Big image

Banking in 1982

In 1982 the United States was in severe recession. The unemployment rates were through the roof, as high as 25% in some places. By 1983 thirty-three of the states had unemployment rates in the double digits, which hit the southern states the hardest. Each period of high unemployment was caused by the Federal Reserve, as it substantially increased interest rates to reduce high inflation; each time, once inflation fell and interest rates were lowered, unemployment slowly fell. Inflation was through the roof. The prime interest rate eventually reached 21.5% in June of 1982. Also during this time period banks were suffering deregulation. In July 1982, Congress enacted the Garn-St. Germain Depository Institutions Act of 1982, which further deregulated banks as well as reregulating savings and loans. The recession affected the banking industry long after the economic downturn technically ended in November of 1982. In 1983, another 50 banks failed, easily beating the Great Depression record of 43 bank failures set in 1940. The Federal Deposit Insurance Corporation had listed another 540 banks on the verge of failure during this time as well.
Big image

1999 Gramm-Leach-Bliley Act

The Act repealed part of the Glass-Steagall Act of 1933, removing barriers in the market among banking companies, securities companies and insurance companies that prohibited any one institution from acting as any combination of an investment bank, a commercial bank, and an insurance company. A year before the law was passed, Citicorp, a commercial bank holding company, merged with the insurance company Travelers Group in 1998 to form the conglomerate Citigroup, a corporation combining banking, securities and insurance services under a house of brands that included Citibank, Smith Barney, Primerica, and Travelers. Because this merger was a violation of the Glass-Steagall Act and the Bank Holding Company Act of 1956, the Federal Reserve gave Citigroup a temporary waiver in September 1998. The Gramm-Leach-Bliley Act passed in November 1999, repealing portions of the BHCA and the Glass-Steagall Act, allowing banks, brokerages, and insurance companies to merge, thus making the CitiCorp/Travelers Group merger legal. The Act further enacted three provisions that allow for bank holding companies to engage in physical commodity activities.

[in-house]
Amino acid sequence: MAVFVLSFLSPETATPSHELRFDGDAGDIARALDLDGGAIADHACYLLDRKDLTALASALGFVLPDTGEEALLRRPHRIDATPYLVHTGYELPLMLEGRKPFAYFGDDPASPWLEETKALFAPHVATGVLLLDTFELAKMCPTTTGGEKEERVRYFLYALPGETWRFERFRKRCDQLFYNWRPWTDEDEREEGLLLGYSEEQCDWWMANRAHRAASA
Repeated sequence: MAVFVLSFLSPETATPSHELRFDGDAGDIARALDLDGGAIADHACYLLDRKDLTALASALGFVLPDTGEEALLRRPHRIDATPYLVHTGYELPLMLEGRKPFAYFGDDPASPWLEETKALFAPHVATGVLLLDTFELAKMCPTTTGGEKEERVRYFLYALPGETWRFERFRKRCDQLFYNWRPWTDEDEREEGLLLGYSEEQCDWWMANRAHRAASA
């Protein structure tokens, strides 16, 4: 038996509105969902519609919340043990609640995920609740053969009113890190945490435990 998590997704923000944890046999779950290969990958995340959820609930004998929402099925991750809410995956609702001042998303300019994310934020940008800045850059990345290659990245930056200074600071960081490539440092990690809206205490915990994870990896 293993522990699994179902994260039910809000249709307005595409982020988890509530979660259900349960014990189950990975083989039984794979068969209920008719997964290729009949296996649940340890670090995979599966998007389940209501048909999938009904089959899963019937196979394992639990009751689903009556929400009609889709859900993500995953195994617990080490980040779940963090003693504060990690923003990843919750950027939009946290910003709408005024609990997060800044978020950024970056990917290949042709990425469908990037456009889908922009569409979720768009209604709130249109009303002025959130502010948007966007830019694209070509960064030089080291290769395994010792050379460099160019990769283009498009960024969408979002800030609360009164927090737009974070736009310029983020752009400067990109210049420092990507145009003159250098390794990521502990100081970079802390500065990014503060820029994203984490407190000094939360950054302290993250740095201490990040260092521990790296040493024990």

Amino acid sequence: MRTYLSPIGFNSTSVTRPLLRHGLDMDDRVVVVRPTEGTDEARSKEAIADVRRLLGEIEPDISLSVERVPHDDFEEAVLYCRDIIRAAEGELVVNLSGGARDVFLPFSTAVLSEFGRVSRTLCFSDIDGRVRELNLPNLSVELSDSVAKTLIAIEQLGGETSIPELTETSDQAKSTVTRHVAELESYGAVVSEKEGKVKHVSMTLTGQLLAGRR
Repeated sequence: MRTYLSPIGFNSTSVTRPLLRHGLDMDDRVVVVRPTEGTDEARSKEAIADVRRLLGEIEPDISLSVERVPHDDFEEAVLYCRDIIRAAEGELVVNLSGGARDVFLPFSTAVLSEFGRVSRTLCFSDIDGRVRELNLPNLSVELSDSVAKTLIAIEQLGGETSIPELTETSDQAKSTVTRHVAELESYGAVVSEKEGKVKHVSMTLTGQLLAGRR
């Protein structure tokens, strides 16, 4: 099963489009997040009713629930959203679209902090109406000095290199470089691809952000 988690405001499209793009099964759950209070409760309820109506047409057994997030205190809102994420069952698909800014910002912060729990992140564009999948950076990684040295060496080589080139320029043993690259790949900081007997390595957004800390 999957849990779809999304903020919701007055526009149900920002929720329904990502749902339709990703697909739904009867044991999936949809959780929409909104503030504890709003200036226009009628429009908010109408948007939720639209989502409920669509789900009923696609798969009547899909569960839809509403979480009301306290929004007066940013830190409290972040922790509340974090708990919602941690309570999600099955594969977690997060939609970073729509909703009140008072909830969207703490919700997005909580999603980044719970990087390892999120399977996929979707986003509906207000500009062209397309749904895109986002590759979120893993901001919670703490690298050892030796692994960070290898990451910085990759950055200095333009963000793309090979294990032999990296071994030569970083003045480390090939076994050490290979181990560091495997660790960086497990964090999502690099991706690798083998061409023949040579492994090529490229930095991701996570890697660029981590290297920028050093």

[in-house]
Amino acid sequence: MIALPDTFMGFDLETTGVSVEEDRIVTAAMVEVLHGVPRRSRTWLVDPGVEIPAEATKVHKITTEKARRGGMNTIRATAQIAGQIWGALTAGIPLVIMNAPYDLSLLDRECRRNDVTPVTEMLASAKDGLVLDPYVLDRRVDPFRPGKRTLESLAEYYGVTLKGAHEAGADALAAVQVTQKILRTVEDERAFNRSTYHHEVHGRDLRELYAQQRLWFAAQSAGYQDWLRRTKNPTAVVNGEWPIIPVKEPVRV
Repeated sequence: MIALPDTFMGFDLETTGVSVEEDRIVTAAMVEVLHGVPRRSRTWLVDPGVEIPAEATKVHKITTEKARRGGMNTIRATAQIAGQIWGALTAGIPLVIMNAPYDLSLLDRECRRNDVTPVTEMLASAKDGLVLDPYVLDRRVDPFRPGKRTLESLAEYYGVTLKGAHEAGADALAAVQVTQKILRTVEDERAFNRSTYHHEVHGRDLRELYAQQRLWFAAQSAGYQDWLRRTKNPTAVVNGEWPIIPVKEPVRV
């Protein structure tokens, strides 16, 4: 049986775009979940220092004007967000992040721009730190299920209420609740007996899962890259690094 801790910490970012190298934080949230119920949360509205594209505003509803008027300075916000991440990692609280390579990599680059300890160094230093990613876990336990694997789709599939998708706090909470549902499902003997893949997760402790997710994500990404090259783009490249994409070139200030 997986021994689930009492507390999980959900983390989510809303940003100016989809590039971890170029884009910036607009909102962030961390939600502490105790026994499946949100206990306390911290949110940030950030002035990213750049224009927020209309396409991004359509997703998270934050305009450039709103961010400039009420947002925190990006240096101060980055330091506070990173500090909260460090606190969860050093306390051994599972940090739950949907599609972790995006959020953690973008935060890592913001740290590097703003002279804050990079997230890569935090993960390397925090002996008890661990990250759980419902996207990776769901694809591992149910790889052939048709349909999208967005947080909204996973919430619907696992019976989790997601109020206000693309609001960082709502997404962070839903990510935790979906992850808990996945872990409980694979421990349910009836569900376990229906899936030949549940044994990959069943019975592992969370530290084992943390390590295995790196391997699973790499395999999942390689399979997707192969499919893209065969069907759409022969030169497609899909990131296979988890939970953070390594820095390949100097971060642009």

Big image